Scared by laziness
I often speak of the positive developments; the facelift afforded to our cities and the great new economic prosperity in our region. But I also refer to what is beneath that glossy surface, poverty, lack of childcare systems and a model of healthcare that speaks for itself. A great part of the dark side of Kurdistan to me at least, is the new flood of foreign workers entering Kurdistan Region while many young Kurds choose to stay jobless.
As I was reading the news I came across companies that hire foreign workers to Kurdistan, the ad specifically quoted ‘housekeeping vacancies in Erbil’. One curious click led to another and I quickly found myself reading about horror stories of foreign workers being mistreated and articles criticizing the growing unemployment among young Kurds. The case of the workers being mistreated is one alarming issue worth highlighting in another column, but another core problem arising is the concern for the dimin- ished work ethics among many younger, brighter and capable Kurdish citizens.
For most of history, Kurds in south Kurdistan have been proud of their reputation as hardworking people, and the fact is that whether within our borders or across the pacific, the Kurdish people have proven to tirelessly and shamelessly strive through sweat and tears for most of their achievement. But have the recent developments in south Kurdistan enabled a too lade back attitude among younger citizens?
I am aware that the subject of foreign workers has been touched on before, but it is the other side of the coin that puzzles me. I find it grossly shocking that there is an emerging lazy attitude among many Kurdish citizens who feel ashamed to take on a job as a cleaner or as a housekeeper.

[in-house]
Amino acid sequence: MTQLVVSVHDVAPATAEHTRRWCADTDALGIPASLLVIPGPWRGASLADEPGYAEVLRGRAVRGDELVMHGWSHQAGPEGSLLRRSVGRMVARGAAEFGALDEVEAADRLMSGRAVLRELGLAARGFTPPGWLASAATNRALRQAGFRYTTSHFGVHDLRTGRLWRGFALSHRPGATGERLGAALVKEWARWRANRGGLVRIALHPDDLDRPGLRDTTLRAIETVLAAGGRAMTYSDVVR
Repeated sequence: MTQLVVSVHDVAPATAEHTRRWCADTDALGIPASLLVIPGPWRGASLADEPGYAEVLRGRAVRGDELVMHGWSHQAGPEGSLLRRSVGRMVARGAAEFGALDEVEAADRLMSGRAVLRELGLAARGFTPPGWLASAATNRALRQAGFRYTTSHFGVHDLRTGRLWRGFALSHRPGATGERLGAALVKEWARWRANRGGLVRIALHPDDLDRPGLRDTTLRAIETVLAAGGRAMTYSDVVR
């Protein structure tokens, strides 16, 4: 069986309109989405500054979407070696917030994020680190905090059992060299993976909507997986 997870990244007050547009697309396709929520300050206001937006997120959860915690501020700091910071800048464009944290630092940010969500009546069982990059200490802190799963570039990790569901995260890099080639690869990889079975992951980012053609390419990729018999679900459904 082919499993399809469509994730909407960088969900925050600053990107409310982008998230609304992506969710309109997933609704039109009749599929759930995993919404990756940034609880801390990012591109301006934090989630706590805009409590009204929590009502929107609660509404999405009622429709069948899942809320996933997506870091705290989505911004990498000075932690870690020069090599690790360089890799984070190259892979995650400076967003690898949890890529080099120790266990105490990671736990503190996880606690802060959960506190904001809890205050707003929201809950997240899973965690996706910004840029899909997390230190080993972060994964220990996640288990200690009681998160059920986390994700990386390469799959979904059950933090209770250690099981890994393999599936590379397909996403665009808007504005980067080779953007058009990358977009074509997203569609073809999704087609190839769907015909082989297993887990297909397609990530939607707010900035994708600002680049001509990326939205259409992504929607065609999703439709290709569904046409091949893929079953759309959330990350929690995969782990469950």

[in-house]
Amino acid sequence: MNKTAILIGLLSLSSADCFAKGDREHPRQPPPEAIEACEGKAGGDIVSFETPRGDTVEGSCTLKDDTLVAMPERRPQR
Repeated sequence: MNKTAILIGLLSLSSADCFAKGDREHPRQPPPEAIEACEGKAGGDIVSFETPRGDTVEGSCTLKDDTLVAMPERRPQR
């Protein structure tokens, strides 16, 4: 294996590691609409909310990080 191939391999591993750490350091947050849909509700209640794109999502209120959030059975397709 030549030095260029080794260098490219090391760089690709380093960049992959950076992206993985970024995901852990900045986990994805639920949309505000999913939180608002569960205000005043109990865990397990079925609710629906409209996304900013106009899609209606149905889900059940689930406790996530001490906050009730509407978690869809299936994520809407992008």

My heart is at the right place when I express concern that the Kurdish people are facing a central issue that is possibly leading to long-term consequences for generations to come. The can of worms may have already been opened, and I question what happened to the Kurdish saying that ‘a rock is heaviest at its place’, a reference that we must not forget our roots. We Kurds were not that long ago the ones crossing borders to work at homes, clean restrooms and serve as guardians for the elderly to make ends meet. Today and probably less than a decade into partial self-governance of our region in the South, some local Kurds are getting on their high horse believing the oil revenues and the billions invested by foreign companies will buy them endless help without costing them a teardrop of sweat.
There are more than 4000 foreign workers in Kurdistan who have come through various foreign companies mostly occupying the most basic jobs, not because they are less meaningful as humans or they are taking over the job market. But because these are some of the most common ways of providing for their families, and while many local Kurds turn away such vacancies, foreign workers are needed in higher demand.
Kurdistan is at its flourishing moment where countless jobs are created and hundred of capable workers are needed. While new generations are being born into a less stressful Kurdish way of life, our public and political sphere needs to plant its seeds early to prevent trouble free way of life turning into a scatter of laziness.
Suggestively, the initiatives to gradually end the lazy habits must firstly come culturally. But the government can be central in changing the lack of enthusiasm by introducing a system that reflects the good old saying ‘give a man a fish and you feed him for a day. But teach a man to fish and you feed him for a lifetime.’